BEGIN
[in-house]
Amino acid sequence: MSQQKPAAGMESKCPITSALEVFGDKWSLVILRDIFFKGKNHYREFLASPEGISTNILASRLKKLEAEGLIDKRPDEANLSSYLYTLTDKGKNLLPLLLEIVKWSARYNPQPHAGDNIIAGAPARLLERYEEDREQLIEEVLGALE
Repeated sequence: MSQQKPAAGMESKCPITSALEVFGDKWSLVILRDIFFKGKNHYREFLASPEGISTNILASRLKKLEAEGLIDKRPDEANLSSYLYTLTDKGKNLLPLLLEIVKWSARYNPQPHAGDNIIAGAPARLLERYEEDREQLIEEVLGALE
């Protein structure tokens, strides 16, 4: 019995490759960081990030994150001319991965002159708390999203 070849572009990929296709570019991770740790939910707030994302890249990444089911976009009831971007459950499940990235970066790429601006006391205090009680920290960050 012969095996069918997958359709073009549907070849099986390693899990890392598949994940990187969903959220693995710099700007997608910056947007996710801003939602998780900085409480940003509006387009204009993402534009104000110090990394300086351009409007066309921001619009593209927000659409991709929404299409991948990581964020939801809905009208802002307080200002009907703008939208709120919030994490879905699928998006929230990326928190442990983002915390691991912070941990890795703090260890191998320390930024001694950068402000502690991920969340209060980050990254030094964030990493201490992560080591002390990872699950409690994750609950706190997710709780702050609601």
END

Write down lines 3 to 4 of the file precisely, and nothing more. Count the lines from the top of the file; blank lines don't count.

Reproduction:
Repeated sequence: MSQQKPAAGMESKCPITSALEVFGDKWSLVILRDIFFKGKNHYREFLASPEGISTNILASRLKKLEAEGLIDKRPDEANLSSYLYTLTDKGKNLLPLLLEIVKWSARYNPQPHAGDNIIAGAPARLLERYEEDREQLIEEVLGALE
């Protein structure tokens, strides 16, 4: 019995490759960081990030994150001319991965002159708390999203 070849572009990929296709570019991770740790939910707030994302890249990444089911976009009831971007459950499940990235970066790429601006006391205090009680920290960050 012969095996069918997958359709073009549907070849099986390693899990890392598949994940990187969903959220693995710099700007997608910056947007996710801003939602998780900085409480940003509006387009204009993402534009104000110090990394300086351009409007066309921001619009593209927000659409991709929404299409991948990581964020939801809905009208802002307080200002009907703008939208709120919030994490879905699928998006929230990326928190442990983002915390691991912070941990890795703090260890191998320390930024001694950068402000502690991920969340209060980050990254030094964030990493201490992560080591002390990872699950409690994750609950706190997710709780702050609601």